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Life on the family farm under an open heaven: We get to do it

Tom Heck for Progressive Dairyman Published on 09 June 2017

A couple days ago, when I was out in the barn feeding the cows, something that happened many years ago came to my mind. I was surprised because I hadn’t thought about it in years. But it brought a smile to my face, and I then realized I had to write about it.

I had just returned home from the hospital with strict orders from the doctor not to do any work for a while. It was hard for me to sit around and recuperate and watch my family and neighbors do my work. But I pretty much did that, although I did do a little bit of light work. I just couldn’t sit and do nothing. I’m sure many people reading this can relate.

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On one particular day, my two young children came into the house and told me the tire on one of our chopper boxes had gone flat. It was obvious it needed fixing, and I couldn’t do it. I told them we had one of two choices: They could take the tire off, or we could have our neighbor take it off and take it into the tire shop to get it fixed.

I told them if they wanted to do it, I would come out and help them. They were all smiles and readily agreed to it. “We get to do it!” they said to each other as they ran out of the house.

Catherine carried a lawn chair down to the shed for me to sit in while Joshua got his tool box. Then he had to run back to the shop and get a jack and some blocking. My part in all of this was to give them advice when they asked for it, and only when they asked for it. This was their project.

They were so excited; this was the first time in their lives they were getting to change a tire all by themselves. What’s more, Joshua was getting to use some of his own tools he had received for Christmas. You know he couldn’t use my old tools; it had to be his new ones.

They started out by blocking the wagon good, and then Joshua jacked it up and tried to break the lug bolts loose, but the wheel turned for him. He asked me, “What do I do?” I replied, “What do you think?” “Let the jack down some?” he guessed, to which I said, “Yes.” So he quickly scurried under the box and let the jack down some.

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Joshua tried with all his might to break the lug bolts loose but couldn’t. He looked at me and said, “Now what?” To which I replied, “What do you think?”

He sat there thinking a few seconds and guessed, “Get an extension pipe for my breaker bar?” To which I, smiling, said, “Yes.”

He took off running up to the shop to get it and then ran back down. He couldn’t walk; this is just too much fun. With the extension pipe, he got them all broke loose. Then I stopped him and asked the children what to do next. Catherine replies, “Jack it up higher?” To which I nodded my head.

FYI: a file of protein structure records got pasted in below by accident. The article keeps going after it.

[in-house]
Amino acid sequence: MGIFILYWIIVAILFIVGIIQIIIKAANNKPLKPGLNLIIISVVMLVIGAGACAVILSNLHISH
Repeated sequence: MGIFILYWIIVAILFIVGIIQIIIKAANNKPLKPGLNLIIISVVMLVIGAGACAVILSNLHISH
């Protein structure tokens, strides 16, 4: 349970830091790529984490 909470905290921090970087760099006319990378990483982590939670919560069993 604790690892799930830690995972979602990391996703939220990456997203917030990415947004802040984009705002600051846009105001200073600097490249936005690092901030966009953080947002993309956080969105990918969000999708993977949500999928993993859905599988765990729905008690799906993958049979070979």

Then they got the bolts all out and the tire off. This all took about an hour, but were there ever big smiles on their faces. They had done it. The next day, our neighbor, Howard, took the tire along with one of his own into town and got them fixed.

With the tire back home, the kids were just itching to get it back on. I knew that tire was pretty big for my young kids to get back on to the hub. I told them if they couldn’t get it, we would ask Howard to do it. But they were determined to do it, so off to the shed we went with the tire. I was happy to go out to the shed and sit in the lawn chair and supervise them; it sure beat sitting in the house.

They tried to get it on, but the hub was too low. So Joshua scurried under the wagon and jacked the jack as high as it would go. They tried to get it on then, but the hub was still too low. One of the kids said to me, “What do we do now?” To which my answer was, “What do you think?”

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Suddenly, Joshua’s face lit up and he said, “Get another jack and blocking?” To which I only had to smile and nod my head. He took off running and returned a couple minutes later with them.

Having jacked it higher, the next thing was to get the wheel back on the hub with the holes lined up perfectly. That proved to be quite a job for them but, with much persistence, they got it on. Then they put the lug bolts back in and tightened them down good. With that done, they took the jacks and all the blocking out. Their faces were just beaming; they had just changed their first tire all by themselves and a good-sized one at that.

In this world today, I see so many young people who don’t work and aren’t given any responsibility. I think, “How sad.” Their parents might think they’re being nice to them in not making them work, but nothing could be further from the truth. Children need to be given work and responsibility; they need challenges. They need to do profitable things and make good use of their time.

Children who are taught to work early on and to do a good job normally make excellent workers later on when they’re adults. They normally do very well in the work place and are very blessed and fulfilled.

I can’t imagine not working, nor can my kids. I enjoy getting up every day, going out and working on the farm here. My wife and kids do too. And if I have a tire to change? I have two kids eager to do it with big smiles on their faces. They always remember that first one they did and how much fun it was.  end mark

om Heck, his wife, Joanne, and their two children own and operate a 35-cow dairy farm in Wisconsin. Email Tom Heck . or order his book at Tom Heck.

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